Recently, a client shared their academic advisor’s thinking on medical school personal statements with us. ‘Try to move away from the facts…show what you learned!’ While this advice was sound, there’s still something more valuable than ‘learnings’ in your personal statement: ACTION.
We’re not talking about cleaning glassware at your lab or operating the centrifuge, here; we’re talking about specific action that shows your strengths in practice vs principle. Action not only makes for more interesting, story-driven personal statements, it also allows you to seamlessly and subtly showcase your strengths and point of view. What you felt after seeing a trauma patient is one thing; how you handled your self with the patient’s family is another.
The added benefit of a more action-based personal statement is that you won’t feel the common (and misguided) tendency to meditate on ‘what good medicine is’ or ‘how Dr. X made an impression on you’ or even ‘how practicing medicine makes you feel.’ While some of this material can be useful inside your personal statement, action speaks louder than words, and can turn a flat personal statement into a robust, cogent narrative.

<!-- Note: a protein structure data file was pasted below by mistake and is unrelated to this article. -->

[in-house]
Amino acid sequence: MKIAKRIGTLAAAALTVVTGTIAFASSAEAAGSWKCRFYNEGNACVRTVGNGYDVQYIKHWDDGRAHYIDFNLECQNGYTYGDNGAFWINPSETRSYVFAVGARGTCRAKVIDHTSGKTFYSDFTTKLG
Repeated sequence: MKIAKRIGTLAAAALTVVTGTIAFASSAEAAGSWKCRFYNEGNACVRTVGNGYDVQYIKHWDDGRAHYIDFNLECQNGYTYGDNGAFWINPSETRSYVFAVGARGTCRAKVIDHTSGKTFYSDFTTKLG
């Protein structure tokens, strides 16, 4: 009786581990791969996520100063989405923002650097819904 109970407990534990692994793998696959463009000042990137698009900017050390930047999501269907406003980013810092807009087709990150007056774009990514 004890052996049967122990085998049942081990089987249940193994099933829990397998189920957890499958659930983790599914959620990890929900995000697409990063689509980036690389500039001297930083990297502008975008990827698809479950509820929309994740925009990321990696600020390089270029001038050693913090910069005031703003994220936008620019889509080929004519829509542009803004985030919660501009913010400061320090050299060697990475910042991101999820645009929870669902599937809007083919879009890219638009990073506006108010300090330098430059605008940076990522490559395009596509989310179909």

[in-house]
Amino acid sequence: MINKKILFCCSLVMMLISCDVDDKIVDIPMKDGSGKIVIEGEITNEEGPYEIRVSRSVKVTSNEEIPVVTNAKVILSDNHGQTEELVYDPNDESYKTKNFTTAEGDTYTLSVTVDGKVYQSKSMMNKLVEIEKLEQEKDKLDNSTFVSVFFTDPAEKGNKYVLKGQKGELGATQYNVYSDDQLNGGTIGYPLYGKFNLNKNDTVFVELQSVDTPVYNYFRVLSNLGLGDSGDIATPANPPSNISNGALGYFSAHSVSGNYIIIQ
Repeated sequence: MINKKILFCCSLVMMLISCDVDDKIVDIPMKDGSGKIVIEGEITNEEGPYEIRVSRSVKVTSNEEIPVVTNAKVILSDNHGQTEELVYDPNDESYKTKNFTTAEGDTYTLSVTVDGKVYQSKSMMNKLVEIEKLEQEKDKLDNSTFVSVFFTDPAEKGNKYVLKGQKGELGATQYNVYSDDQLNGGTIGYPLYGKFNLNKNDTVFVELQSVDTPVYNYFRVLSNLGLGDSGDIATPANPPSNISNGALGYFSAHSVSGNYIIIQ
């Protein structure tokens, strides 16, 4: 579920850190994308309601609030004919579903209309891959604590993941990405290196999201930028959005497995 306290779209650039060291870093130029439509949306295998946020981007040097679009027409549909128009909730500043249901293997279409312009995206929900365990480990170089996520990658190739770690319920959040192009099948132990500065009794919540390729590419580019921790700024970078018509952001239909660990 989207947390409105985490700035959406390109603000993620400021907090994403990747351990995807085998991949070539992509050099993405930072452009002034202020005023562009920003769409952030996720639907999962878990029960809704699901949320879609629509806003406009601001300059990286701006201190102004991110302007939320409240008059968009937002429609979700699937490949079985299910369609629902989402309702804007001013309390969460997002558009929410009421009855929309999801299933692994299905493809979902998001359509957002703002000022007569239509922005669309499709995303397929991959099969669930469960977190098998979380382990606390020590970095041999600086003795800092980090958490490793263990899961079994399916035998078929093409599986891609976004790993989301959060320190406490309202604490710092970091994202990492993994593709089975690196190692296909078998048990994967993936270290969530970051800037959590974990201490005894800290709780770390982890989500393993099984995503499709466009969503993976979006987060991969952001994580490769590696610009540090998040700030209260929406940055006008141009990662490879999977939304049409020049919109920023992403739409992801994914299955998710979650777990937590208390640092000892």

Looking for free initial feedback on your medical school or residency/fellowship personal statement? Visit us at www.ivyeyesediting.com or email firstname.lastname@example.org — we’re here to help!
Ivy Eyes Editing